The year 2014 marks the 100th anniversary of the beginning of World War I, one of the most devastating events in human history.
Much less famously, 1914 was also the year that the Swedish Baptist Theological Seminary moved from Chicago, Illinois to St. Paul, Minnesota, where it merged with — and took the name of — a Christian high school called Bethel.
That fall the battlefields of Europe must have seemed impossibly far away to the teachers and students starting classes on a quiet campus nestled in the middle of neutral America. But only three years later, some of them would be in the military, readying to play their parts in the Great War, and Bethel’s campus would host Red Cross workers and Liberty Loan drives, its athletic field dug up for a potato garden.
In the century separating 1914 and 2014, warfare has become a totalizing experience — not confined to relatively small groups of professional soldiers fighting to relatively clear conclusions on clearly demarcated battlefields, but a phenomenon that has lingering repercussions for politics, economics, culture, and, yes, religion and education. In the same century Bethel has developed into a master’s level university, with war sometimes fueling growth and ambition, other times threatening demise and division, and always forcing those who fought and those who stayed home to wrestle with its implications for how they lived and what they believed.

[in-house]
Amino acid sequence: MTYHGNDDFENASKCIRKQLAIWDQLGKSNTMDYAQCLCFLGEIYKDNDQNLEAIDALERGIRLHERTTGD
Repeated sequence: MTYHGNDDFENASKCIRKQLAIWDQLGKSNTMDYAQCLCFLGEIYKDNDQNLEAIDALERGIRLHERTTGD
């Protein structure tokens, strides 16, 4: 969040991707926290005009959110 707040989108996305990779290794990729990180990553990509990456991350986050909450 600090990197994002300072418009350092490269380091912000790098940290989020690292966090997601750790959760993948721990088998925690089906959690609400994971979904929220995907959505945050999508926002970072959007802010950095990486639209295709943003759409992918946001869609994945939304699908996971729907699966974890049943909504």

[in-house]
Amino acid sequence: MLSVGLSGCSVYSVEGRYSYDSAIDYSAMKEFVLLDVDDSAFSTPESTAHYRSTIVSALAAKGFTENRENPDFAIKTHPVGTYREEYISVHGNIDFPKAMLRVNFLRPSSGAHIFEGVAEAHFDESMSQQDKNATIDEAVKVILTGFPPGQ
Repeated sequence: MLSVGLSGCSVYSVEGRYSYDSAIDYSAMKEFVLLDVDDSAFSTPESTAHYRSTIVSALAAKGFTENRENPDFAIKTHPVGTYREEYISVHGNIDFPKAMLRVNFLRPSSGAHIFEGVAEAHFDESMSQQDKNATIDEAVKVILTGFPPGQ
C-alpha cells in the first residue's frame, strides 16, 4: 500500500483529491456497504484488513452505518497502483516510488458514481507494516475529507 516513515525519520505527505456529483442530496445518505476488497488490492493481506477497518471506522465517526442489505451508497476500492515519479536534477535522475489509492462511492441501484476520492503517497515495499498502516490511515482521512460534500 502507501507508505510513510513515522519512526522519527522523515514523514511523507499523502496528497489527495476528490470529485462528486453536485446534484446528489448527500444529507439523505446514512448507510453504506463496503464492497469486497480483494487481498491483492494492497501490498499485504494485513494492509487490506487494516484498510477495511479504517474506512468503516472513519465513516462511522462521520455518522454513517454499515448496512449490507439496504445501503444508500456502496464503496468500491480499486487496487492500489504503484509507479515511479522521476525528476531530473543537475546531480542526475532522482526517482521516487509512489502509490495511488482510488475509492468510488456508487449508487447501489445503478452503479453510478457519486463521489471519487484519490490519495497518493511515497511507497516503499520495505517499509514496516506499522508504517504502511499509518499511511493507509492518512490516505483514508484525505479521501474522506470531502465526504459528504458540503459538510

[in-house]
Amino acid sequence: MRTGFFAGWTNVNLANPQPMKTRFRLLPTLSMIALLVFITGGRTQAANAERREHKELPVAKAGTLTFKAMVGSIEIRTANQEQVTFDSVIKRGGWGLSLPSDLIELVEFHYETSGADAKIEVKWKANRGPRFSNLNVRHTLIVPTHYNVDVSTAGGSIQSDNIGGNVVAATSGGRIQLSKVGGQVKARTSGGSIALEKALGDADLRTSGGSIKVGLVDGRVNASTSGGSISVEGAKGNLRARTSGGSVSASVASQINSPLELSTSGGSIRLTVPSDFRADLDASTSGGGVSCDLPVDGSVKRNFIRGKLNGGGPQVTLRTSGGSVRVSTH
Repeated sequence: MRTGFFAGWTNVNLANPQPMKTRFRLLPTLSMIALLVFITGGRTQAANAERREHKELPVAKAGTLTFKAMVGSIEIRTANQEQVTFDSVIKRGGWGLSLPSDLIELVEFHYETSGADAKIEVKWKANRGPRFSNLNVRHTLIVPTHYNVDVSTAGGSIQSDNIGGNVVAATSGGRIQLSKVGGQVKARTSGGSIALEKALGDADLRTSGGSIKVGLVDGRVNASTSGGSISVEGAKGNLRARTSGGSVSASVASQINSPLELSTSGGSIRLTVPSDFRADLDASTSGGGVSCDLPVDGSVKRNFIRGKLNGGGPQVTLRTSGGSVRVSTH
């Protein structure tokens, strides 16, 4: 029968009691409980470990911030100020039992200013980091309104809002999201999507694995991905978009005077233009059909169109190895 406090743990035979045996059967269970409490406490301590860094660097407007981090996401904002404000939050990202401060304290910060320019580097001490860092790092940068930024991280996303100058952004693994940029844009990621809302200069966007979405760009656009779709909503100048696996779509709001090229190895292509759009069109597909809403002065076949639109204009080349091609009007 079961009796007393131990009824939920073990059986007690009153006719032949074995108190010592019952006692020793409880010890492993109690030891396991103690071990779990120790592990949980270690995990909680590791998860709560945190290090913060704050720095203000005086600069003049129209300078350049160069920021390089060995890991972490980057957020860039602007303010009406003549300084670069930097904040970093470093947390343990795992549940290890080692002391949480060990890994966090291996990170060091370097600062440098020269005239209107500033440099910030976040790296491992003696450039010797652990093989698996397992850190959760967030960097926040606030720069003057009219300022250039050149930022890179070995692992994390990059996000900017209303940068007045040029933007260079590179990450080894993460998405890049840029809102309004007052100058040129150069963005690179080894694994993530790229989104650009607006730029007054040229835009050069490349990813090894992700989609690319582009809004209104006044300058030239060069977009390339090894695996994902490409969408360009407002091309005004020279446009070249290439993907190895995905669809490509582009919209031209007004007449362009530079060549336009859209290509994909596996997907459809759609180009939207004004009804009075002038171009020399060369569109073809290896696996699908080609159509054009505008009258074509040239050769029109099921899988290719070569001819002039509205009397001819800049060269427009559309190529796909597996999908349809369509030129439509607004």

To better understand Bethel’s experience of that century of war, this summer we’re researching and publishing a digital history project entitled Bethel at War, 1914-2014. We mean it to be an impressionistic survey focused on four modern conflicts: World War I, World War II, the Vietnam War, and the War on Terror. For each, we’re trying to address the following questions:
- How did people (students, faculty and staff, alumni) from Bethel participate in the war?
- How did the war shape life at Bethel itself?
- During each conflict, how did people at Bethel understand and respond to the sometimes competing demands of national solidarity and Christian commitment?
While the project is under construction, we’ll use this blog to share our questions, reflections, and observations, and to preview our work. When complete, the blog will serve as a kind of document itself.
But for now, the blog also gives you a chance to help shape the project! Please let us know what you think, either leaving comments on the blog or e-mailing us at firstname.lastname@example.org.
- How would you answer the questions we’re posing? What other questions should we ask?
- What strikes you about the sources we’re curating?
- Do you have your own memories of these wars and how they connect to the history of education and religion in this country?
Thanks for reading and commenting, and stop back often as the project takes shape!
– Chris Gehrz and Fletcher Warren